Linkage for the end of the Fall term

This week’s hype (\(\mathbb{M}\), more, still more, even more, one more). And that’s just the Not Even Wrong posts; see them for a more thorough link and media roundup. Short summary: physicists ran a simulation of a quantum physics model that is unrelated to the conventional notion of wormholes from general relativity, sharing only a name with it. They used a quantum computer for the simulation even though it could as well have been run on a classical computer. And then they screamed from the rooftops that they had created the world’s first wormhole, apparently deliberately misleading everyone who didn’t read the fine print (including many major media outlets and research administrators) into thinking that they had brought into existence a physical wormhole.

When I viewed a recent blog post complaining about the increasing number of trackers embedded on social media websites (\(\mathbb{M}\)), including stats obtained using uBlock origin, I found that uBlock origin blocked 17 items from the post. On the social media websites I frequent (mathstodon.xyz and this blog), it blocks 0 items. Hmm.

Certain phrases, once so commonplace that you could use them in analogies to explain more abstruse mathematical concepts and be instantly understood, have fallen by the wayside (\(\mathbb{M}\)). If you try to use them in the same way now, you will be met by blank stares instead of understanding. They are archaic and need to be retired from this sort of use. Today’s example: “telephone line”.

Playable puzzles based on the nothreeinline problem (\(\mathbb{M}\)).

Can the same net fold into two shapes (\(\mathbb{M}\))? Matt Parker explores what’s known about polyominoes that fold into more than one cuboid, with a nice shoutout to Demaine and O’Rourke’s Geometric Folding Algorithms. Still unknown: can you find one that folds into more than three cuboids?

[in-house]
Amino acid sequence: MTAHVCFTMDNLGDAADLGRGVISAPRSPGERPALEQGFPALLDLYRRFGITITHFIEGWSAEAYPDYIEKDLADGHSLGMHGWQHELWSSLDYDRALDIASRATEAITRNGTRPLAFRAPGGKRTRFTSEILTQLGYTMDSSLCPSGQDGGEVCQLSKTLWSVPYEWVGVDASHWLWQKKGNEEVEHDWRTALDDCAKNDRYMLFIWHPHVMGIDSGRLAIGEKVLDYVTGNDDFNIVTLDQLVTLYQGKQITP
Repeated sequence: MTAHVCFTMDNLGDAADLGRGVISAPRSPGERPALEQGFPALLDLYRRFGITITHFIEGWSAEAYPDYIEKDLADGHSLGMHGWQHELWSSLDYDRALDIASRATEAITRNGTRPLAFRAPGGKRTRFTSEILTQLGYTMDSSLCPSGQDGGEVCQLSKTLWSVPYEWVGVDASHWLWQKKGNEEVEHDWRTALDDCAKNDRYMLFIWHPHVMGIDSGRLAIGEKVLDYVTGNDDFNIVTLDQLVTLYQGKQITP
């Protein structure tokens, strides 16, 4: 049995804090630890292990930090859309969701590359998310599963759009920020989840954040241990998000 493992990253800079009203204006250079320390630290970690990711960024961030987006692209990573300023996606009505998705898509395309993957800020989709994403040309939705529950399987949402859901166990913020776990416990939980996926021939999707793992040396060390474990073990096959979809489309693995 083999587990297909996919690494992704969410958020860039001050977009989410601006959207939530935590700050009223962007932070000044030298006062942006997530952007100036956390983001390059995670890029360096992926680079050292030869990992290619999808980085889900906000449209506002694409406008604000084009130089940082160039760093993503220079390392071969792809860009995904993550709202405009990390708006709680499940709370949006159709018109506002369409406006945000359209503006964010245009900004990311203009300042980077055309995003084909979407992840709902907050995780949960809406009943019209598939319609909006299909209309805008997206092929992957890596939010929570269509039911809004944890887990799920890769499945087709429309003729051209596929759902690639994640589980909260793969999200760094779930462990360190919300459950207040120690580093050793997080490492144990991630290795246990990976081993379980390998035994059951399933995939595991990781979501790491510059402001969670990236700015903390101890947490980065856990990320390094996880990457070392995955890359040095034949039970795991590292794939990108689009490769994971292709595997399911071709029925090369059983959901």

Another batch of three new mathematical Wikipedia Good Articles (\(\mathbb{M}\)):

How many \(k\)element subsets of \([1,n]\) can you find so that all pairs intersect? The answer is the Erdős–Ko–Rado theorem.

How many patterns of pairwise connections can the subscribers to a telephone system form? The answer is a telephone number.

Which graphs can you draw so that all vertices are one unit apart? The answer is a unit distance graph.


Helicoidal decomposition of a tetrahedron into four identical curvy shapes, closely related to the Hanayama cast “Marble” puzzle (\(\mathbb{M}\)).

I recently learned, from an article about the entertainingly amateurish fake statistics in a bad paper they published (\(\mathbb{M}\)), that dubious journal publisher Hindawi was recently taken over by somewhat more reputable journal publisher Wiley, and that Wiley is rightly worried about the bad reputation Hindawi is casting on them.

As a Wigner crystal is dynamically deformed, its grid defects move around “in a kind of cosmic way”. Simulations by Nikita Lisitsa and Ricky Reusser.

Tech Intersections: Women of Color in Computing (\(\mathbb{M}\)), upcoming conference at Mills College in Oakland, California, January 28.

Rogan Brown – Paper Sculptures (\(\mathbb{M}\)). Delicately cut traceries resembling microfauna.

What aspect ratios of rectangles can be used to tile a square? More. Two long Mastodon threads. A couple of pointers into the middle of them: For recursive \(1\)to\((n1)\) guillotine partitions, there’s a nice recursive construction for the polynomials whose roots give you the possible aspect ratios. And one way to form subdivisions of a square into equallyoriented similar rectangles is to start with a squared square or squared rectangle and then scale the axes.

Even those so oldfashioned as to become monks and build stone Gothic cathedrals in the wilderness use 3d modeling and CNC machining instead of painstaking hand carving (\(\mathbb{M}\), via). As they write, “Medieval builders were always on the forefront of the technology of their day … To build Gothic today, it must become a reality, not a romantic idea locked up forever in one’s head.” See also a related article on digital modeling for the Sagrada Familia.